These large rangy hawks are on passage between their breeding grounds further north and Africa where they see out our winter. Research shows that they have favoured migration routes that they stick to throughout their lives.
We watched an Osprey on the 26th August from Home Farm Marsh. Birders Tim Smith and Geoff Taylor spotted it sitting on a post on the other side of the estuary – here they are watching it. It flew up the river towards Barnstaple hunting for fish. We saw it drop into the water 3 times without any success – it must have been close on one occasion because we saw a fish jump up out of the water next to it.
Here is a picture of the Osprey taken with a mobile phone through binoculars – it was more than 700 metres away sitting on top of a post in the river. There are no suitable perching posts on the Home Farm Marsh side of the river making seeing Osprey from the Reserve tricky.
The Gaia Trust has remedied the situation by putting up an Osprey nest platform on the edge of the Reserve. Western Power kindly offered to put the posts up – big thanks to all the guys involved at Western Power.
The next stage of the Project is to install a high quality camera with pan, tilt and zoom on the second pole above the nest platform that will send a signal to the Fremington Quay cafe and from there, a live stream on the web. The camera will enable viewers to both look at the surrounding estuary and zoom in on birds on the mud and sand banks, as well as hear the sounds of the birds – and wind!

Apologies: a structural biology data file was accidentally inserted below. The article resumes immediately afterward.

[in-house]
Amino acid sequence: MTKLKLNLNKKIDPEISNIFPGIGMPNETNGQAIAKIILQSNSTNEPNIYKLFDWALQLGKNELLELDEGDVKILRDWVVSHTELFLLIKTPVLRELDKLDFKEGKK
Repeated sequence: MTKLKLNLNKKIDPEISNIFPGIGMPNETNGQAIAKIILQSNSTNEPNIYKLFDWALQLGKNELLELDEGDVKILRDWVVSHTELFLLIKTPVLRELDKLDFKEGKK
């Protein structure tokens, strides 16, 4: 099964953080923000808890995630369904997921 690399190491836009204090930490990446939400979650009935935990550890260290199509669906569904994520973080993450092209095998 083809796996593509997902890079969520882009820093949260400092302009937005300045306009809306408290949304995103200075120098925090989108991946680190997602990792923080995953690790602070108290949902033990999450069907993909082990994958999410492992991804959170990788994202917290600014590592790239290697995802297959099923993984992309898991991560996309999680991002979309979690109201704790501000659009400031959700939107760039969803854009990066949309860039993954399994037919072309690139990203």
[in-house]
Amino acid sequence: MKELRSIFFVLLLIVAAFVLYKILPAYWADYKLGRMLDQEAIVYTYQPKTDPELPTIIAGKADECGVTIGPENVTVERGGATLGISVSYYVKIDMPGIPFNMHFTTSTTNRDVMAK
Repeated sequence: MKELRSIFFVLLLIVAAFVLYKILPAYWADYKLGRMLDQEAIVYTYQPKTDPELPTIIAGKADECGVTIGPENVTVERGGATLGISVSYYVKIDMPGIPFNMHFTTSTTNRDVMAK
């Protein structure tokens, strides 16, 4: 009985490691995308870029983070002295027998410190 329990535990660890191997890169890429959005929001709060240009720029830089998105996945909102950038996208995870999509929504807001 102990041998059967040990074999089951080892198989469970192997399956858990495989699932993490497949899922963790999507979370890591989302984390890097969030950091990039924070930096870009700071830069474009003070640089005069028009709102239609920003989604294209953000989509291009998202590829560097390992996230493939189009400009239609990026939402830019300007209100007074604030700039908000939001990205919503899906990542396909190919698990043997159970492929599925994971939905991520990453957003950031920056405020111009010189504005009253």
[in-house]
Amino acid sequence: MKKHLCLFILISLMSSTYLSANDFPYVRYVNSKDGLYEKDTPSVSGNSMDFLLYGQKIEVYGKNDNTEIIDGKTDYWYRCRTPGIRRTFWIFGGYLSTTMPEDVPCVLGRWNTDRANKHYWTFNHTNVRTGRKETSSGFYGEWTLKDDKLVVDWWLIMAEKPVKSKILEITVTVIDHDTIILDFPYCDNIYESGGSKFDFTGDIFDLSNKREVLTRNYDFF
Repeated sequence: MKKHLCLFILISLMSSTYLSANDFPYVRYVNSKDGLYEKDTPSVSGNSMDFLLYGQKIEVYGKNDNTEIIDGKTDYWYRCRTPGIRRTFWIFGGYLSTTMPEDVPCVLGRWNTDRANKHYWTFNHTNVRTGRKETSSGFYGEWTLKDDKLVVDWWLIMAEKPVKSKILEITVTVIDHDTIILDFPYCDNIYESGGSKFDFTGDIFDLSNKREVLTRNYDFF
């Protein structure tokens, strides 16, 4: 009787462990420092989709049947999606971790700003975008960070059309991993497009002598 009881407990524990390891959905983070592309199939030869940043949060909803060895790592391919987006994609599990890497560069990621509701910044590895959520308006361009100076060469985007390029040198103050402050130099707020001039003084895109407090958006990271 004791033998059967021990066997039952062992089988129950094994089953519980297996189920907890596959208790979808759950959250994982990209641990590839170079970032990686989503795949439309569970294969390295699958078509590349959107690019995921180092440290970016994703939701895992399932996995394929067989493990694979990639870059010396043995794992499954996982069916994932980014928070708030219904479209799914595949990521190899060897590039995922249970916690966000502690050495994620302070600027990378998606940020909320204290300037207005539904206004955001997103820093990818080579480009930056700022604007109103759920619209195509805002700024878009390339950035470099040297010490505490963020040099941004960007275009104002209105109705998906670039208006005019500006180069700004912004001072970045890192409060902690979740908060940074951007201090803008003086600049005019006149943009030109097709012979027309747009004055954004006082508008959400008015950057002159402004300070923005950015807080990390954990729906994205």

The nest platform base was made using treated softwood with a wire mesh stapled to it. We made sure that there were no sharp edges or places where a bird could trap a foot or claw. The sticks on top of the platform are to resemble a natural Osprey nest and we wanted them to be long-lasting in the harsh estuary environment. The Forester at Tapeley Park gave us access to the drive where we collected some old dead chestnut branches – they were incredibly dense and hard so they should last well.